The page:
The first clause of the Metamorphoses goes,

In nova fert animus mutatas dicere formas / corpora;

My mind inclines me to speak of bodies changed into new forms.

As an English speaker, this seems backward. Why isn't "corpora" used as the object of "dicere", and "formas" as the object of "in"? This is the more logical choice for an English speaker learning Latin. Would the Romans have shared my confusion? Or do I misunderstand the primary sense and connotations of these words?

  • 2
    @sumelic No, I think that "corpora" means "forms", here, since it agrees in gender and number with "nova". – ktm5124 Jan 29 '17 at 21:27
  • That seems to be correct. Found a book that just says "they're synonyms." books.google.com/… – Asteroides Jan 29 '17 at 21:43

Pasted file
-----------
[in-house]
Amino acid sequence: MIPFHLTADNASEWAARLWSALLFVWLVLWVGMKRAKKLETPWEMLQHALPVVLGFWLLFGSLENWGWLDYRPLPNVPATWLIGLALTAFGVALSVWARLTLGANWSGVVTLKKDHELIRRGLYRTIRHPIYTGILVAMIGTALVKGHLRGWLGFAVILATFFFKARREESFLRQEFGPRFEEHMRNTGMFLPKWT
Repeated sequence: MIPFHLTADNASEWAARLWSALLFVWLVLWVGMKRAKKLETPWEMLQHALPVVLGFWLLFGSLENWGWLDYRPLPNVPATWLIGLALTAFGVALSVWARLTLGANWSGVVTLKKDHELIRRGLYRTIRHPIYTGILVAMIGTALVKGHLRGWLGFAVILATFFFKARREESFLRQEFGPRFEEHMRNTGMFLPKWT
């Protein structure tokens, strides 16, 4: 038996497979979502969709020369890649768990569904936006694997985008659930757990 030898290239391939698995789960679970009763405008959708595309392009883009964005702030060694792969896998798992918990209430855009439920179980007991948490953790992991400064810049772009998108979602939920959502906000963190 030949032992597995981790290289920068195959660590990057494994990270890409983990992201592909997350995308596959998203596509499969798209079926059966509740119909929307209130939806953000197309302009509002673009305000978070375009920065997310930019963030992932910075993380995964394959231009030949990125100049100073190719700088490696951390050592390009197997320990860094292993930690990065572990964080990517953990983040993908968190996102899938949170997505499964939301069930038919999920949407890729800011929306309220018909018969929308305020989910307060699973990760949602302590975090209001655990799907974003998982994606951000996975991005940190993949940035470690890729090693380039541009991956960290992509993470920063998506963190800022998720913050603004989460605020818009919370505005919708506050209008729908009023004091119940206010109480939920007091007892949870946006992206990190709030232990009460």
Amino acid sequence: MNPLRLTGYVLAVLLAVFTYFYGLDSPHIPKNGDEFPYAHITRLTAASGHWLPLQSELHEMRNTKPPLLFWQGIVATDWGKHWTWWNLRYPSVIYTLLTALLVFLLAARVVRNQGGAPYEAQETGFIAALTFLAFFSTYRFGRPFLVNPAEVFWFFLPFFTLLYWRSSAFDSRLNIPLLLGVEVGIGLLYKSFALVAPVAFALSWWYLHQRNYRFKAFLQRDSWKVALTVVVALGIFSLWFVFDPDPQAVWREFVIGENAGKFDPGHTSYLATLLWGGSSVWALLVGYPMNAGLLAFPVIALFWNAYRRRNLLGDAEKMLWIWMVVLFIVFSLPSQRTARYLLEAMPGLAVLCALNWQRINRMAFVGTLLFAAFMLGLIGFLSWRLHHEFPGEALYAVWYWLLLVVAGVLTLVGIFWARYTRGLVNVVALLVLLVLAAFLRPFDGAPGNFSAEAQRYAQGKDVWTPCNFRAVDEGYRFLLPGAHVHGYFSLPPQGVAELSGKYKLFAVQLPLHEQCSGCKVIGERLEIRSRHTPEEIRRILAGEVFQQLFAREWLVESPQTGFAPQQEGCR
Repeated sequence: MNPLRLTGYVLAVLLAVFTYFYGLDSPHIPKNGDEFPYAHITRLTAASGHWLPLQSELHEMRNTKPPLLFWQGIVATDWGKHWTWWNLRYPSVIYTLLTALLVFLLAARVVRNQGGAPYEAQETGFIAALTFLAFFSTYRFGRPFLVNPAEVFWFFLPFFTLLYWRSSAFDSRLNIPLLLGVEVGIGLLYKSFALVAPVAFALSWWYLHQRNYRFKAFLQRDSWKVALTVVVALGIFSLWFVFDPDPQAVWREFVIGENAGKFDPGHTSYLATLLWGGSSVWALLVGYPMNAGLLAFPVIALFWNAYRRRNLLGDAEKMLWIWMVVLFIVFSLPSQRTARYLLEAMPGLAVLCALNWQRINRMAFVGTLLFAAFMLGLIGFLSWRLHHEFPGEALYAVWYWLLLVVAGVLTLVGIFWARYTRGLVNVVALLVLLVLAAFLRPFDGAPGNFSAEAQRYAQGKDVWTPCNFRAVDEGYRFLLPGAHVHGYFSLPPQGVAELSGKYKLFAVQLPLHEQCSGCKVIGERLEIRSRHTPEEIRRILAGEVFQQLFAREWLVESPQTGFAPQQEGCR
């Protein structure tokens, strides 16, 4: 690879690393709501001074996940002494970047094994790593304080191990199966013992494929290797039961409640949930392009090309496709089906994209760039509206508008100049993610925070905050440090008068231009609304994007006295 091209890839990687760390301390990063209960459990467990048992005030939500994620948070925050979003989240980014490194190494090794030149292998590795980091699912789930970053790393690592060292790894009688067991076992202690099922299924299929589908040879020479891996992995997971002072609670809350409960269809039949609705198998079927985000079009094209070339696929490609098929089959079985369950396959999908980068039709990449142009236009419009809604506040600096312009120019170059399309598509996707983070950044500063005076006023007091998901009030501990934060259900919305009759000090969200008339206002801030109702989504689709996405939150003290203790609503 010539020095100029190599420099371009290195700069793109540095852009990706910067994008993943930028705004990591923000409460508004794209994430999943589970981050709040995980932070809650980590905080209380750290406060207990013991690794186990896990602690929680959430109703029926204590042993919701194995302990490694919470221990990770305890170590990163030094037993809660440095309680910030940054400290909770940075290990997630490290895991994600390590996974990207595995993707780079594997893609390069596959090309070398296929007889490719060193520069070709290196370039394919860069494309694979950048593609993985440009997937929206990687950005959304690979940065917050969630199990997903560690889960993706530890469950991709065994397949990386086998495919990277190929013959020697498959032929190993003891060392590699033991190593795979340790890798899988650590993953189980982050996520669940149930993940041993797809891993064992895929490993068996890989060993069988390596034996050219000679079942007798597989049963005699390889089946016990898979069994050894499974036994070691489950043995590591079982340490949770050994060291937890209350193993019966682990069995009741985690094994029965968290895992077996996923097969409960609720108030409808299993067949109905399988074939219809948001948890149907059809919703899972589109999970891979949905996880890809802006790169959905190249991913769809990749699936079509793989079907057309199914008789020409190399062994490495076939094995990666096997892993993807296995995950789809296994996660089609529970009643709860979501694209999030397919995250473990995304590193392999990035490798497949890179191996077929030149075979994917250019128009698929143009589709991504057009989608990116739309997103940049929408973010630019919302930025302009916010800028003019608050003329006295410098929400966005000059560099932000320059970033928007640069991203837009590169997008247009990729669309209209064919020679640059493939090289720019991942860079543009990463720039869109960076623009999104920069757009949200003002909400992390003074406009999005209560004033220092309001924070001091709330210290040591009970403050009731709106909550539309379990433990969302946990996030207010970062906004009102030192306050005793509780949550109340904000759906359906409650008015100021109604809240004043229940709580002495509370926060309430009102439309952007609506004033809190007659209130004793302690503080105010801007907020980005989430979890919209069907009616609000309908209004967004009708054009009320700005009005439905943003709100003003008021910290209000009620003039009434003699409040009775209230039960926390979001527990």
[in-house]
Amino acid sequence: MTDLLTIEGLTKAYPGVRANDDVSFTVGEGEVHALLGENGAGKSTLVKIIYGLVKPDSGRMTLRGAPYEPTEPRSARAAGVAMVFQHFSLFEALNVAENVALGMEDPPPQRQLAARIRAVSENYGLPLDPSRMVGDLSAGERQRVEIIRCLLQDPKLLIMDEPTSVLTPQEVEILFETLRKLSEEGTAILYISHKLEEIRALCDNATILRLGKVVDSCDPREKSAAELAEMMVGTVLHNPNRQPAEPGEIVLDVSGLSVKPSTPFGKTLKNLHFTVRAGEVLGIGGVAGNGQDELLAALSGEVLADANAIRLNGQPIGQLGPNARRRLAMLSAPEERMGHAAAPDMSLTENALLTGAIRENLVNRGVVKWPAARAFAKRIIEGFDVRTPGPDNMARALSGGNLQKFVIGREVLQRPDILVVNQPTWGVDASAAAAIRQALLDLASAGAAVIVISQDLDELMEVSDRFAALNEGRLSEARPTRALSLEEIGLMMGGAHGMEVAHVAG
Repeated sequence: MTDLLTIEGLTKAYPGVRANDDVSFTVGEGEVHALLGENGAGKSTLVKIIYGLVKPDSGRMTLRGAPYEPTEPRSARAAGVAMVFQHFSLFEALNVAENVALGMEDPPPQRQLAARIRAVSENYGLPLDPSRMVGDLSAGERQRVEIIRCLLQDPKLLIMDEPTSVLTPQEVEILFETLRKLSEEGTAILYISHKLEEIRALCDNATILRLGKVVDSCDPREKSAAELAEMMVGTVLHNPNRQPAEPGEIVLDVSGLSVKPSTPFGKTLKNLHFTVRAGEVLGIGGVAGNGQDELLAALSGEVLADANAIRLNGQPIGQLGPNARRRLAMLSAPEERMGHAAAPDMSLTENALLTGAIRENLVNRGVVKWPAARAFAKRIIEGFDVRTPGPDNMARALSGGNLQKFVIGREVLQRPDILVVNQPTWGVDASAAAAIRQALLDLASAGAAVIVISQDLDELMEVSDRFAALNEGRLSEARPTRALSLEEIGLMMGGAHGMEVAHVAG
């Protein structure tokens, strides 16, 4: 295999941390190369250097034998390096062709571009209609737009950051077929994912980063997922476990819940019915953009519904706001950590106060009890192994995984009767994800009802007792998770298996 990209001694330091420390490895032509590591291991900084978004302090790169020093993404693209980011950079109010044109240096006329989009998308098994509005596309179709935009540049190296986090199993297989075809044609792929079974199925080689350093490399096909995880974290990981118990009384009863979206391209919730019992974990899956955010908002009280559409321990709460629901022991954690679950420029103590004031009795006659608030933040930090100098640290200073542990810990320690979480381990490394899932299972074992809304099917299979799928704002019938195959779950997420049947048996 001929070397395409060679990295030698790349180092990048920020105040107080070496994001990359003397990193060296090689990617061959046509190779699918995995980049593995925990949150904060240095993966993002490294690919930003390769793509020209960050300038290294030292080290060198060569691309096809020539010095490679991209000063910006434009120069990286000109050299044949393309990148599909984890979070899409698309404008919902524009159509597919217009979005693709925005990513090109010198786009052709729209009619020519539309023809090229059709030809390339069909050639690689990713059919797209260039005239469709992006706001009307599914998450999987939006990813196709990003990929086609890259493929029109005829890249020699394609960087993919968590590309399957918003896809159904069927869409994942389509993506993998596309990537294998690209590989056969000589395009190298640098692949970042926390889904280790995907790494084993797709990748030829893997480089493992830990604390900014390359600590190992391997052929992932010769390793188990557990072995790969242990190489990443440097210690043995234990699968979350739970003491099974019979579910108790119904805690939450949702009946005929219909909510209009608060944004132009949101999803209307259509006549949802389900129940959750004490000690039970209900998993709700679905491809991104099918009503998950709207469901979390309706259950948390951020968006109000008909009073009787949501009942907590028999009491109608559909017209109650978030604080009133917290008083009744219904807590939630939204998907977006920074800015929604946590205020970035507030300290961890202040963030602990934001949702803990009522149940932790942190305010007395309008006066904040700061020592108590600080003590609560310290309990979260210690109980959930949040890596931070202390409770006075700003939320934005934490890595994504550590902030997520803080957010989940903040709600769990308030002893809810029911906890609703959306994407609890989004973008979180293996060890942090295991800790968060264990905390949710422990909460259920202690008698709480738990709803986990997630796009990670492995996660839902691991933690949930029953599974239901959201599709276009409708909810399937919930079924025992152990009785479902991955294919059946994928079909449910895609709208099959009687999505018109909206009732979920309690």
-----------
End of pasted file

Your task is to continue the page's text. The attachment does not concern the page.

You're parsing the line correctly -- a more literal translation would be "...to speak of forms changed into new bodies". Doesn't it come to the same thing? Io's form was changed into the new body of a cow, or her body was changed into the new form of a cow. Maybe the latter sounds a bit more natural, but I wouldn't say the former is backward. And of course with Ovid you can never rule out the possibility that he's being playful -- beginning a poem about change, maybe he decided to change his wording around from the more expected form into a new body...

  • Good point. It does come to the same thing. – ktm5124 Jan 30 '17 at 1:02
  • Could Ovid be playing with or referring to Aristotelian philosophy, sc. form and matter? – Ben Kovitz Jan 30 '17 at 2:11

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